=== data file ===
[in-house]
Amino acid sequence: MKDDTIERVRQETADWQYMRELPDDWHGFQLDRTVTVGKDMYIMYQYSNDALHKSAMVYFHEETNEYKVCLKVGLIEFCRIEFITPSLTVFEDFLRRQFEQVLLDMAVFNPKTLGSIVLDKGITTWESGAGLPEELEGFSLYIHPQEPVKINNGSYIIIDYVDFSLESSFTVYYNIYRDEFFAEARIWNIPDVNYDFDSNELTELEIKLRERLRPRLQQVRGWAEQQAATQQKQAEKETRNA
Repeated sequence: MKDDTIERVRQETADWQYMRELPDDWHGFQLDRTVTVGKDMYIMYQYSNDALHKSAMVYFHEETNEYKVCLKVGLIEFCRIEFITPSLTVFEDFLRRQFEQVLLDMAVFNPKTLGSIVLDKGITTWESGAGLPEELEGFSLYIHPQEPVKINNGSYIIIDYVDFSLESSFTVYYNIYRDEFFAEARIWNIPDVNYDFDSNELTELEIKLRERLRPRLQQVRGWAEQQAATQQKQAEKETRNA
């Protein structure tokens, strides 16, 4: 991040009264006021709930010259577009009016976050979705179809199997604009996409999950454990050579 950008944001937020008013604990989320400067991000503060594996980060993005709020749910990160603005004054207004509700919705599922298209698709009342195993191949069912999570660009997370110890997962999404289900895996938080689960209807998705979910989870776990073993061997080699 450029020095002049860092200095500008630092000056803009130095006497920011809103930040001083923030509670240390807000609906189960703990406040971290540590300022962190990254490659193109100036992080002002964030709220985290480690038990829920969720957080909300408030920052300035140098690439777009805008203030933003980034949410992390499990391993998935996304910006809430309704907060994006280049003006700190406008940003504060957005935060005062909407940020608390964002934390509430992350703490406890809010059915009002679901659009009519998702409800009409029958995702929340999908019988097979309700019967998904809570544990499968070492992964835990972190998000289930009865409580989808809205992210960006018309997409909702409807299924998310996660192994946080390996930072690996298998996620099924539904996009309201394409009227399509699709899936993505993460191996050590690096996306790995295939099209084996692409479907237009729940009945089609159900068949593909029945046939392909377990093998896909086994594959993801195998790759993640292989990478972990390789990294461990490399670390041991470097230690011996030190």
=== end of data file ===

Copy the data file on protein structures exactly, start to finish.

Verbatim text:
[in-house]
Amino acid sequence: MKDDTIERVRQETADWQYMRELPDDWHGFQLDRTVTVGKDMYIMYQYSNDALHKSAMVYFHEETNEYKVCLKVGLIEFCRIEFITPSLTVFEDFLRRQFEQVLLDMAVFNPKTLGSIVLDKGITTWESGAGLPEELEGFSLYIHPQEPVKINNGSYIIIDYVDFSLESSFTVYYNIYRDEFFAEARIWNIPDVNYDFDSNELTELEIKLRERLRPRLQQVRGWAEQQAATQQKQAEKETRNA
Repeated sequence: MKDDTIERVRQETADWQYMRELPDDWHGFQLDRTVTVGKDMYIMYQYSNDALHKSAMVYFHEETNEYKVCLKVGLIEFCRIEFITPSLTVFEDFLRRQFEQVLLDMAVFNPKTLGSIVLDKGITTWESGAGLPEELEGFSLYIHPQEPVKINNGSYIIIDYVDFSLESSFTVYYNIYRDEFFAEARIWNIPDVNYDFDSNELTELEIKLRERLRPRLQQVRGWAEQQAATQQKQAEKETRNA
């Protein structure tokens, strides 16, 4: 991040009264006021709930010259577009009016976050979705179809199997604009996409999950454990050579 950008944001937020008013604990989320400067991000503060594996980060993005709020749910990160603005004054207004509700919705599922298209698709009342195993191949069912999570660009997370110890997962999404289900895996938080689960209807998705979910989870776990073993061997080699 450029020095002049860092200095500008630092000056803009130095006497920011809103930040001083923030509670240390807000609906189960703990406040971290540590300022962190990254490659193109100036992080002002964030709220985290480690038990829920969720957080909300408030920052300035140098690439777009805008203030933003980034949410992390499990391993998935996304910006809430309704907060994006280049003006700190406008940003504060957005935060005062909407940020608390964002934390509430992350703490406890809010059915009002679901659009009519998702409800009409029958995702929340999908019988097979309700019967998904809570544990499968070492992964835990972190998000289930009865409580989808809205992210960006018309997409909702409807299924998310996660192994946080390996930072690996298998996620099924539904996009309201394409009227399509699709899936993505993460191996050590690096996306790995295939099209084996692409479907237009729940009945089609159900068949593909029945046939392909377990093998896909086994594959993801195998790759993640292989990478972990390789990294461990490399670390041991470097230690011996030190």